or a small stool to sit on. Gardening in raised beds, planters or
barrels is ideal if you want to sit while you work. There are also
special (longer) tools available if your range of motion is limited.
- Pace yourself and plan regular rest breaks, especially if you're
a weekend gardener. Extend the length of your sessions gradually
and don't work too hard or too long during any one session. Stop
before you're tired and sore.
- Avoid heavy lifting and carrying. Use a cart or trolley to transport
heavy items or ask for assistance from a friend, family member or
neighbour. If you are lifting lighter items remember to stand close
to the object with your feet comfortably apart. Lift with your legs
and keep the object close to your body. Lift slowly and smoothly,
and make sure you do not hold your breath.
- Remember that some gardening tasks may not be appropriate for
everyone as they are quite vigorous and require a high level of
physical fitness. (See paragraph listing the heavier intensity gardening
- Call your Exercise Therapist for specific advice and guidelines
before you start gardening or if you have any questions about performing
Gardening can be a great physical activity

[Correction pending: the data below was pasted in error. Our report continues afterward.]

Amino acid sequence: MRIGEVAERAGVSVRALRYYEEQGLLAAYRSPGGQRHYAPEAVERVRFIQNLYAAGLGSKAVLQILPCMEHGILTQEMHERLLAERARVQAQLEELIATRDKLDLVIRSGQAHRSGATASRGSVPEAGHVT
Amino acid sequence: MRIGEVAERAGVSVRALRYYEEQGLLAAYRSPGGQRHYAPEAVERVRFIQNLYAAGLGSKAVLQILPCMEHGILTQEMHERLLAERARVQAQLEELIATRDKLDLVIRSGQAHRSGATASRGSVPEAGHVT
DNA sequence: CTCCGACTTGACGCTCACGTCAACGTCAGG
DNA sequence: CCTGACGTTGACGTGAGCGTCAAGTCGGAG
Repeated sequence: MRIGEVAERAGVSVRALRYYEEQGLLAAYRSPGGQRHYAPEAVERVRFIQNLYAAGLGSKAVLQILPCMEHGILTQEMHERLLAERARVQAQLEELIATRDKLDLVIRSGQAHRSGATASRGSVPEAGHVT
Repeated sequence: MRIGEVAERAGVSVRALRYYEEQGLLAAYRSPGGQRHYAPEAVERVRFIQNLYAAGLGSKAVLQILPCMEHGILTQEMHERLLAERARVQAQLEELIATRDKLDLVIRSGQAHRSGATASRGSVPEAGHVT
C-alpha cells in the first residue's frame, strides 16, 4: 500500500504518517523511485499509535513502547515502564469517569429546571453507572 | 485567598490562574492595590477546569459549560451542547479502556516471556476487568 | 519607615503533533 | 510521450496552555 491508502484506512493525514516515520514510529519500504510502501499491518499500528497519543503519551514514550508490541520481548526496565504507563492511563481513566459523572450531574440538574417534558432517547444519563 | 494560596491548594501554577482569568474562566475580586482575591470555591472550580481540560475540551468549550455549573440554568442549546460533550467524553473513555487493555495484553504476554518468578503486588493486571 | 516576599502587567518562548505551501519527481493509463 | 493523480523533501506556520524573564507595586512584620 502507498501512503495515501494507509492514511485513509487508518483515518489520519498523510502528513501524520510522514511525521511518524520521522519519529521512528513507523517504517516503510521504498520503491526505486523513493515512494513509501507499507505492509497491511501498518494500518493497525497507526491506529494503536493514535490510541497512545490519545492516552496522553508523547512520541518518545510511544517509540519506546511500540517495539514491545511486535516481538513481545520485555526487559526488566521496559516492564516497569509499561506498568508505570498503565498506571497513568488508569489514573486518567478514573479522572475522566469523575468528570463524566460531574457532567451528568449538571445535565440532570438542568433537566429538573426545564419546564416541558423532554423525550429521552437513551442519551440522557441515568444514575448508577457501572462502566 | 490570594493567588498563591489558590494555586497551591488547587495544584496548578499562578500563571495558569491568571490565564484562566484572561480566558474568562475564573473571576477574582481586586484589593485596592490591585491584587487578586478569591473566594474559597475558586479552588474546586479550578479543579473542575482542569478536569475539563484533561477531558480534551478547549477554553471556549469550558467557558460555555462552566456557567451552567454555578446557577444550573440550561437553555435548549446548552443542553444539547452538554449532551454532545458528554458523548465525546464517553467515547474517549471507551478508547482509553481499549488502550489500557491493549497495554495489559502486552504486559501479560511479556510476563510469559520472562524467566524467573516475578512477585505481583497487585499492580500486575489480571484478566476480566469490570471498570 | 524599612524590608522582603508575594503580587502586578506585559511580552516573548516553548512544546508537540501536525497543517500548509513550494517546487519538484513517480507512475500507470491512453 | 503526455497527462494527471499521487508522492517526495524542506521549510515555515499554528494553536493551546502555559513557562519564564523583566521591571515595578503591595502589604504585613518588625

that can compliment your current exercise program. It is not only
good for the heart and muscles, but it's good for the soul. What
a great way to get outdoors and get in touch with the wonders of
nature. Have a great season and happy gardening!
Rating of Perceived
Exertion Scale (0-10)
|| No effort
hard effort - Maximal
Rating Of Perceived Exertion Scale (6-20)
CCRF would like to thank the Rouge Valley Health System - Cardiac Rehabilitation Services for their contribution to the website.
The articles, on the Cardiac Health Foundation of Canada website, are presented with the understanding that the Foundation is providing information only and not rendering medical advise. Please check with your family physician, specialist or health care professional before implementing any of the ideas expressed in these articles.